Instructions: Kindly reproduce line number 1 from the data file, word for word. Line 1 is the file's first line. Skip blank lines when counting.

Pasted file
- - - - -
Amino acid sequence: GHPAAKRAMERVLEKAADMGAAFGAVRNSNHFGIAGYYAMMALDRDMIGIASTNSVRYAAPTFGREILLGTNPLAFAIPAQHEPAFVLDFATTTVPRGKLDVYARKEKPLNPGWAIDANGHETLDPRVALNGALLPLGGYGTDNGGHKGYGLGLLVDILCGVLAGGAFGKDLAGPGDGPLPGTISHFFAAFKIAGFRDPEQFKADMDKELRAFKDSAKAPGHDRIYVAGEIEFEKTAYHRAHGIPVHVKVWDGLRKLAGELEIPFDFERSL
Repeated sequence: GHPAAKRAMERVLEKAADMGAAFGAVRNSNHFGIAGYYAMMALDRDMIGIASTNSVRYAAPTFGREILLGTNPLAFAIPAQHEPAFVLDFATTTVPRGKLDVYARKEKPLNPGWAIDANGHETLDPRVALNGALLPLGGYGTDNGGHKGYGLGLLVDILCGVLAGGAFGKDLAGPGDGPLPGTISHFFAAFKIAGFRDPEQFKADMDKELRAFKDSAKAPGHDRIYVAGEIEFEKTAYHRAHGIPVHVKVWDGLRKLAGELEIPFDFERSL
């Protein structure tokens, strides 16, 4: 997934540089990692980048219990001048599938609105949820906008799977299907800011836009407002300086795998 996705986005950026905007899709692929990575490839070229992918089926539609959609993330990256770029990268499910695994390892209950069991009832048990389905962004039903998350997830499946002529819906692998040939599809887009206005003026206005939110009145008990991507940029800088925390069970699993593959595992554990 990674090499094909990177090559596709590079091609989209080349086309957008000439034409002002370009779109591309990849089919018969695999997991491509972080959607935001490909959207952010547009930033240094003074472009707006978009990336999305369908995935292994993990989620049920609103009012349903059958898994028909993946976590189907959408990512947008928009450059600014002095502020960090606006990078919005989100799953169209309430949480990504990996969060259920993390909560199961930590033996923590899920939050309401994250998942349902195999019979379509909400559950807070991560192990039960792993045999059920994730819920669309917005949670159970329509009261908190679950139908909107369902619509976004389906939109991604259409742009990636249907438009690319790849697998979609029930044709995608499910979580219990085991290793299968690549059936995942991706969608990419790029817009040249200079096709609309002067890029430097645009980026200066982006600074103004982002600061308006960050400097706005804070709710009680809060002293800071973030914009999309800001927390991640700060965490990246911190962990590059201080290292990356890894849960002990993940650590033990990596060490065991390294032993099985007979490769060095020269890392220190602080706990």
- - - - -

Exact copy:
Amino acid sequence: GHPAAKRAMERVLEKAADMGAAFGAVRNSNHFGIAGYYAMMALDRDMIGIASTNSVRYAAPTFGREILLGTNPLAFAIPAQHEPAFVLDFATTTVPRGKLDVYARKEKPLNPGWAIDANGHETLDPRVALNGALLPLGGYGTDNGGHKGYGLGLLVDILCGVLAGGAFGKDLAGPGDGPLPGTISHFFAAFKIAGFRDPEQFKADMDKELRAFKDSAKAPGHDRIYVAGEIEFEKTAYHRAHGIPVHVKVWDGLRKLAGELEIPFDFERSL